Photo courtesy of Aela Mass
It never crossed my mind, this idea of being “the other mother.”
I come from a big family. We’re a glorious blend of steps, halves, and fulls; a mix of Jews and Christians (of all sorts) from various nationalities. Each of us knows who we are, who everyone in the family is, and we’ve always been just that. Family. The lines are there and there are no secrets of who is who. But we’ve never used those lines to define us.
It sounds so cliche (and song-like) but we are family.
Family is made up of love; of people who care for each other and keep the feelings of its members always at the forefront. Sometimes, these actions are obvious and easy. Other times, it gets difficult. But that’s what family is about, too.
My wife and I are at the dawn of becoming parents, but not how we originally thought we would. When we started this journey, I was the one we planned to get pregnant. I was the one we intended to carry a pregnancy. But nearly three years and a 2nd-trimester miscarriage later (that’s the abbreviated version, for sure) the plan changed. Now it’s my wife who will carry.
I’ve discussed what this means to me. What it means for us — and it’s nothing short of a dream come true.
When someone innocently asked me a few days ago what I think it will be like to be “the other mother,” I actually said, “What do you mean?”
The concept, the idea, the thought had never even crossed my mind.
The other mother?
What is that?
Obviously, I quickly realized she meant “the mother who doesn’t give birth.”
I’ve had a while to come to terms with my feelings about not being able to get pregnant. A large part of me will always miss the babies that never made it to this world. And while I won’t be the one to give birth to our children, there will be no “other” about it.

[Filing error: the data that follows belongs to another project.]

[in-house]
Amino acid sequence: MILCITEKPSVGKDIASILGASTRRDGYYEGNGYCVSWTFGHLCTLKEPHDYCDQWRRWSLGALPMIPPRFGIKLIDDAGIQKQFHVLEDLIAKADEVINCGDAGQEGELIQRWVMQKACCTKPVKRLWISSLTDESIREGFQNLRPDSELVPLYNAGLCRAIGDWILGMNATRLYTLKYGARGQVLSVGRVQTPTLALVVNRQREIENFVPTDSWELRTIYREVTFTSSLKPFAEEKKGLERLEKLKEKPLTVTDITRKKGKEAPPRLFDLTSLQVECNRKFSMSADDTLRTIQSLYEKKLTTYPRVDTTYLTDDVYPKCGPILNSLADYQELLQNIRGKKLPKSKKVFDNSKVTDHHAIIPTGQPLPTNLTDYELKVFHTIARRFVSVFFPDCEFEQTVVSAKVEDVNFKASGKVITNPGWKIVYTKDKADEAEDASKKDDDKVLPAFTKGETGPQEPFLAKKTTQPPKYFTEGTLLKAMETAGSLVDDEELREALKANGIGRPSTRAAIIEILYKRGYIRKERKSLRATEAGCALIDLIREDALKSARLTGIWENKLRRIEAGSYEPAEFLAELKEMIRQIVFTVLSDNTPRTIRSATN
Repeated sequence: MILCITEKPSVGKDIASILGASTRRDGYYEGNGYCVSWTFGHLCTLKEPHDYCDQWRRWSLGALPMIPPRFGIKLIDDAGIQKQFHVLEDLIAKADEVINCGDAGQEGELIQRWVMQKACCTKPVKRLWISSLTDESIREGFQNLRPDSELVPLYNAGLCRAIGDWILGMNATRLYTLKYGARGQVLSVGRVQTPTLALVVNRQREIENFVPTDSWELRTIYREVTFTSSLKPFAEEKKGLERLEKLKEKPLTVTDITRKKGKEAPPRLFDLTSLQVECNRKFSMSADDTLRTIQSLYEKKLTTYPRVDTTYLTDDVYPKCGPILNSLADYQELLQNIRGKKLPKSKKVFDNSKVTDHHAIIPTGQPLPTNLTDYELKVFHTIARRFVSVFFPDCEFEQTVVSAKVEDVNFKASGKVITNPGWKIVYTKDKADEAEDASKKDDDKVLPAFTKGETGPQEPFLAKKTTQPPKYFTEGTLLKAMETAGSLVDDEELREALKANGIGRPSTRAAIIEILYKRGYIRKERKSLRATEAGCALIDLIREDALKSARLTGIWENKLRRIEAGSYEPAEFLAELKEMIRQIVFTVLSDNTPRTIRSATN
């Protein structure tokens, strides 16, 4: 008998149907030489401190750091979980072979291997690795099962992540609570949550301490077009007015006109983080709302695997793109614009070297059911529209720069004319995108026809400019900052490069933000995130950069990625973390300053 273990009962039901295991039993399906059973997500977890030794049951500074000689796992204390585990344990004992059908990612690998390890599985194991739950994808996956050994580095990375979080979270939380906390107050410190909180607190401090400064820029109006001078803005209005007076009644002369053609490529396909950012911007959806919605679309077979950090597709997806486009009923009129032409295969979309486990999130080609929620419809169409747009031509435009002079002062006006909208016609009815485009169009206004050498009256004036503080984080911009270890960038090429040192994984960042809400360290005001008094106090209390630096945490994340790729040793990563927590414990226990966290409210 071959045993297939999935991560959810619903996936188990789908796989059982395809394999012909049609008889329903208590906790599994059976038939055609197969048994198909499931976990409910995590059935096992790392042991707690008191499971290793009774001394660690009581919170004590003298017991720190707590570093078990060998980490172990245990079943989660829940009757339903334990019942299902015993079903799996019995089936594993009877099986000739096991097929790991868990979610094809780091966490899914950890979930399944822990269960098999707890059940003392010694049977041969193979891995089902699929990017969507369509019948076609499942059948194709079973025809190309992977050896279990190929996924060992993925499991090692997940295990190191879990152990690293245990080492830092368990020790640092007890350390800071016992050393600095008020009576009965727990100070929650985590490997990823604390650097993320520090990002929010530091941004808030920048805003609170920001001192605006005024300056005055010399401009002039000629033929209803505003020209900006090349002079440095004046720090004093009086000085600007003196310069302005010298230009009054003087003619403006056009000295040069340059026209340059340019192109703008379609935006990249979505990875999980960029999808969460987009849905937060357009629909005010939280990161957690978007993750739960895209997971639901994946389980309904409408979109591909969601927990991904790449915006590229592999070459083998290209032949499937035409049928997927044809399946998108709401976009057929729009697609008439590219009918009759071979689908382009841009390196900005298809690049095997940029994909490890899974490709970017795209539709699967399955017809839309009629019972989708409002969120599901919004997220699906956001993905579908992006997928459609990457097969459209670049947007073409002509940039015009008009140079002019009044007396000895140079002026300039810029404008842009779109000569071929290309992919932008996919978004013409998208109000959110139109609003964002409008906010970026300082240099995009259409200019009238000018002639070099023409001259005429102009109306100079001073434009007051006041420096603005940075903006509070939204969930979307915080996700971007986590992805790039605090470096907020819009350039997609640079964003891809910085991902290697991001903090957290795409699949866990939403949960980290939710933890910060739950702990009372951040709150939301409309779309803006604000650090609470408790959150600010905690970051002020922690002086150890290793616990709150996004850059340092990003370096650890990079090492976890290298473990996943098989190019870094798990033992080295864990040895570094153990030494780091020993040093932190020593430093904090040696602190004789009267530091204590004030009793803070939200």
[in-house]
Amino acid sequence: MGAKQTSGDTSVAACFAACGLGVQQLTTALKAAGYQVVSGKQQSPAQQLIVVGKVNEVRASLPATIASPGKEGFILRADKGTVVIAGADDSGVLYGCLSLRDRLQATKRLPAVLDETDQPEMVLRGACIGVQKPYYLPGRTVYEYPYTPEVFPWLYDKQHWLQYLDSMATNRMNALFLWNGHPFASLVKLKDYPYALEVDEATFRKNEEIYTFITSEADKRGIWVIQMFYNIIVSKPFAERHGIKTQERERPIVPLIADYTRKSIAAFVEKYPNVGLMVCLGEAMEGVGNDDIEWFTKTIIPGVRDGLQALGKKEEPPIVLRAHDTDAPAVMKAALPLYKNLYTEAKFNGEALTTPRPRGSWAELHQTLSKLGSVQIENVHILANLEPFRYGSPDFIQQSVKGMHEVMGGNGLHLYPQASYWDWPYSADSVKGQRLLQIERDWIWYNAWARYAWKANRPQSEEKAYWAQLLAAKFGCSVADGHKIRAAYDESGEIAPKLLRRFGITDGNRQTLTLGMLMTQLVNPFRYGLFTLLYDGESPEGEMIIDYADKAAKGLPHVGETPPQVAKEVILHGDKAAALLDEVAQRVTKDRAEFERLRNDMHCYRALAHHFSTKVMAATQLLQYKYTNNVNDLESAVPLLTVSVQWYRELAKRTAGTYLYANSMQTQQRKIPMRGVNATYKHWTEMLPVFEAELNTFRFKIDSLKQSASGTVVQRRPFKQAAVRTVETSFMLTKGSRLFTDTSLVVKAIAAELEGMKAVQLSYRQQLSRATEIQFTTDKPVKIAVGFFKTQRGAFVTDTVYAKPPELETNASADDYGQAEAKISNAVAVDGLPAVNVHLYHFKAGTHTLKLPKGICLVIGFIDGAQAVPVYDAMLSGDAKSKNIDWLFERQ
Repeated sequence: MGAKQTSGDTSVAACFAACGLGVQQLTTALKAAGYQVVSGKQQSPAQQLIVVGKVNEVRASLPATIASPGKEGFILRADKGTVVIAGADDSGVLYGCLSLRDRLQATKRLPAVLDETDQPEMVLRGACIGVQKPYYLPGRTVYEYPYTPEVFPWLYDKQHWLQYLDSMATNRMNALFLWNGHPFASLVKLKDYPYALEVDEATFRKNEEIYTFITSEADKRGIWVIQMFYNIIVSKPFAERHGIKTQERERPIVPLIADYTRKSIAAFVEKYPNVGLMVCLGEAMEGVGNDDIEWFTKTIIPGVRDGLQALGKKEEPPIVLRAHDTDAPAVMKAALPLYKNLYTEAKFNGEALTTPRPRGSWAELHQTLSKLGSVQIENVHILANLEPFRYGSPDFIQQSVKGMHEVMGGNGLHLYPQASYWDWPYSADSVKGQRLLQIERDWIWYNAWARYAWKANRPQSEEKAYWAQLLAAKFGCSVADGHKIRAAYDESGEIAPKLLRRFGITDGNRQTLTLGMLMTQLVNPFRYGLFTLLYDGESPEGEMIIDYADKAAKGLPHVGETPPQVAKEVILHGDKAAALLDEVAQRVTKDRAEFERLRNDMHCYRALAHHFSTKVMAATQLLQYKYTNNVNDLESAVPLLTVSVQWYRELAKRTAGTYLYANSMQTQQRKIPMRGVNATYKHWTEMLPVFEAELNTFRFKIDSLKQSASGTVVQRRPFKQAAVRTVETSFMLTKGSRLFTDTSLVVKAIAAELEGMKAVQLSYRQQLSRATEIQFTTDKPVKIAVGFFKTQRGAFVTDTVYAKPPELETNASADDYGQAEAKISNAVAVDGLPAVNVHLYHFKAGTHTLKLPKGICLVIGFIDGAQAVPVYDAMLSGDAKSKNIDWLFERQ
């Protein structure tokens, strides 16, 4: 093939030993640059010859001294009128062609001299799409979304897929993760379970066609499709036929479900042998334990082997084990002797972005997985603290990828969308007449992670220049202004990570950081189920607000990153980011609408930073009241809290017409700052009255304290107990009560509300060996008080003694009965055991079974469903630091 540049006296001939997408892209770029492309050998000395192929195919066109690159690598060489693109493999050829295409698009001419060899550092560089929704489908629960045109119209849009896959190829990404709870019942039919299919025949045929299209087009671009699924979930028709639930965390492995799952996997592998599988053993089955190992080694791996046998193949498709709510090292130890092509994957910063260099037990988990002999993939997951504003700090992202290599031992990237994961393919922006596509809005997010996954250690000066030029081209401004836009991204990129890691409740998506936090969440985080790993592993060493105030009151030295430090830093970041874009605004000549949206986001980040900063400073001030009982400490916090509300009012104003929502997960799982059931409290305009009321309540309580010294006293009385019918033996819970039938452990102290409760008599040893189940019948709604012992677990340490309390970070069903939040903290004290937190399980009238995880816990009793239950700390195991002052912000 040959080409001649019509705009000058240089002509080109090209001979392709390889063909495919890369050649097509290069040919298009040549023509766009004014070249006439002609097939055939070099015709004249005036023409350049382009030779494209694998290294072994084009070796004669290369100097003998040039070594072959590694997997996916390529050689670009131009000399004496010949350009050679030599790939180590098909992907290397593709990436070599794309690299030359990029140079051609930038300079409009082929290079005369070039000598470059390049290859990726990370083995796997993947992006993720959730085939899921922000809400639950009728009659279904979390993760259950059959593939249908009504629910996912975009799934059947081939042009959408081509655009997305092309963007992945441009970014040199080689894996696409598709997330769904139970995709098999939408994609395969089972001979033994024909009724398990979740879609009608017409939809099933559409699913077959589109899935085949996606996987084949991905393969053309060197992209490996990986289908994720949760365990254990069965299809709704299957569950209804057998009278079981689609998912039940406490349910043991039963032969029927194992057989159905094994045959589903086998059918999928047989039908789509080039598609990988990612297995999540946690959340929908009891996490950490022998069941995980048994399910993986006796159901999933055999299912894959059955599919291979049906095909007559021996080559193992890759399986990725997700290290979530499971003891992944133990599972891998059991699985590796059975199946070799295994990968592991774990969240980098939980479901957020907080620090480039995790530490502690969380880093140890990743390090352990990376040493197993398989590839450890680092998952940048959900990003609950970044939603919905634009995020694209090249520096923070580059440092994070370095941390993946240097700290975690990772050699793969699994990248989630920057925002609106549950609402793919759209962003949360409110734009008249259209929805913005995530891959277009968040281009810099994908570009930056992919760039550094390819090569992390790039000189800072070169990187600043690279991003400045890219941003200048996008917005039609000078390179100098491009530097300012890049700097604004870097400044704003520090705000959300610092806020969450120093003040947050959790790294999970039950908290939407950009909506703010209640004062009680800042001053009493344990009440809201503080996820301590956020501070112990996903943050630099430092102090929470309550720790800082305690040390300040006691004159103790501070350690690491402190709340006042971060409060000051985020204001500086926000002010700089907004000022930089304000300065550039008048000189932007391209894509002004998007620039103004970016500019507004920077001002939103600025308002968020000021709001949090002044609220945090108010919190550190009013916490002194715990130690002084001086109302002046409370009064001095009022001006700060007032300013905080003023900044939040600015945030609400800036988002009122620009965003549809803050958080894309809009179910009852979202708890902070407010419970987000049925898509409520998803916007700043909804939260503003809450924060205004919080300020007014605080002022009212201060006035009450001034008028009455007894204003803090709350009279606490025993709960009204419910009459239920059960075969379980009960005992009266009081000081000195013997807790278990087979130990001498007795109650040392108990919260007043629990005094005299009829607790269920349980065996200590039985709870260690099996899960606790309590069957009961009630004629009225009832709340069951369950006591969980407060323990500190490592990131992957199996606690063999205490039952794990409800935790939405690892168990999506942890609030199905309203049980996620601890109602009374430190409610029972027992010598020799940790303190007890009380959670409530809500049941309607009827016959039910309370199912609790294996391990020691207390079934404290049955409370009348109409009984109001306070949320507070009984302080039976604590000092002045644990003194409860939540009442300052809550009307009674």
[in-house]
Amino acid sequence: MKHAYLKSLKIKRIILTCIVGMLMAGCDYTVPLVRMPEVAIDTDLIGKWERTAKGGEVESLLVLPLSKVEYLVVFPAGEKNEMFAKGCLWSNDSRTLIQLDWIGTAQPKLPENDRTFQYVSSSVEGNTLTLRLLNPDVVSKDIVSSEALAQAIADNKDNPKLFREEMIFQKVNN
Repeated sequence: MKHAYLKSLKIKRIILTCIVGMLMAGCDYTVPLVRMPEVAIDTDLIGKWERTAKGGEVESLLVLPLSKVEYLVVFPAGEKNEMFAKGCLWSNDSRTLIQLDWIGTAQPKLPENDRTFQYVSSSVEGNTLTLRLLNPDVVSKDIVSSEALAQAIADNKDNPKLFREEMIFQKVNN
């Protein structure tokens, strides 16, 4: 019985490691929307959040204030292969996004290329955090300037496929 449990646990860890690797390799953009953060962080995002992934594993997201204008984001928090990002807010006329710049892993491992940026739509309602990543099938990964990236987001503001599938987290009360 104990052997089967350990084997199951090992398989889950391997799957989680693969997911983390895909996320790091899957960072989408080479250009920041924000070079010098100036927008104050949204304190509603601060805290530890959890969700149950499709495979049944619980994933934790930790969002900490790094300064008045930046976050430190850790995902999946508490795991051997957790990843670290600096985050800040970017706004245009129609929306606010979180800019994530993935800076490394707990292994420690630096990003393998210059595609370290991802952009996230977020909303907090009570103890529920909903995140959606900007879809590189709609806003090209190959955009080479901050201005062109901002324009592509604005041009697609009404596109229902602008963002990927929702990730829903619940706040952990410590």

My wife will carry our baby, but we will both be mothers. We will both care for, provide for, love, and breastfeed (yes, both of us will breastfeed) our future child(ren).
Maybe I’m naive for not having thought about being “the other mother.” But when what you’ve wanted for so long is so close to becoming a reality, it’s not the HOW but the YES of it all.
People ask us questions about our family planning often. In fact, I encourage it, and I’m always more than happy to answer. I’m not offended by “the other mother” question.
But even through all the IVF questions, the vagina questions, the sperm donor questions, no question has made me feel as … weird as this one. Something about that word, “other.” I don’t see myself this way — and part of my heart hurts just a little to think that others do.
Then I think of my wife pregnant. I think of her giving birth to our child and our family finally growing, and I think, call me what you want. The other mother is still a mother.
By Aela Mass, for Babble.com
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